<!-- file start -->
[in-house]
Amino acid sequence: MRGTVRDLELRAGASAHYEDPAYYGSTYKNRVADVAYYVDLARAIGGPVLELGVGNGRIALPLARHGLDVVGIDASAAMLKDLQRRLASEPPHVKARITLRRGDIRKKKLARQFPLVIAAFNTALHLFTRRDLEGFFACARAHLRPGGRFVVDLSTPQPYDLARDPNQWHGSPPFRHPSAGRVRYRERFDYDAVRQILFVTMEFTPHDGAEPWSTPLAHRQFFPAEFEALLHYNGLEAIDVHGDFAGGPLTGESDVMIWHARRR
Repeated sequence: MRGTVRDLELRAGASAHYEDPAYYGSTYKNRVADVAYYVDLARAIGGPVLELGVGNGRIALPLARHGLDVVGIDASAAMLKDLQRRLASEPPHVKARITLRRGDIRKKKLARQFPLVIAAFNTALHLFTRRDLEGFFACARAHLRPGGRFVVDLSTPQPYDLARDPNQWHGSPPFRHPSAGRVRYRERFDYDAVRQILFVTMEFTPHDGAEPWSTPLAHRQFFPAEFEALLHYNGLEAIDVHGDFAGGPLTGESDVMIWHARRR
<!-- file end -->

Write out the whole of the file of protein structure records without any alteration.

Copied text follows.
[in-house]
Amino acid sequence: MRGTVRDLELRAGASAHYEDPAYYGSTYKNRVADVAYYVDLARAIGGPVLELGVGNGRIALPLARHGLDVVGIDASAAMLKDLQRRLASEPPHVKARITLRRGDIRKKKLARQFPLVIAAFNTALHLFTRRDLEGFFACARAHLRPGGRFVVDLSTPQPYDLARDPNQWHGSPPFRHPSAGRVRYRERFDYDAVRQILFVTMEFTPHDGAEPWSTPLAHRQFFPAEFEALLHYNGLEAIDVHGDFAGGPLTGESDVMIWHARRR
Repeated sequence: MRGTVRDLELRAGASAHYEDPAYYGSTYKNRVADVAYYVDLARAIGGPVLELGVGNGRIALPLARHGLDVVGIDASAAMLKDLQRRLASEPPHVKARITLRRGDIRKKKLARQFPLVIAAFNTALHLFTRRDLEGFFACARAHLRPGGRFVVDLSTPQPYDLARDPNQWHGSPPFRHPSAGRVRYRERFDYDAVRQILFVTMEFTPHDGAEPWSTPLAHRQFFPAEFEALLHYNGLEAIDVHGDFAGGPLTGESDVMIWHARRR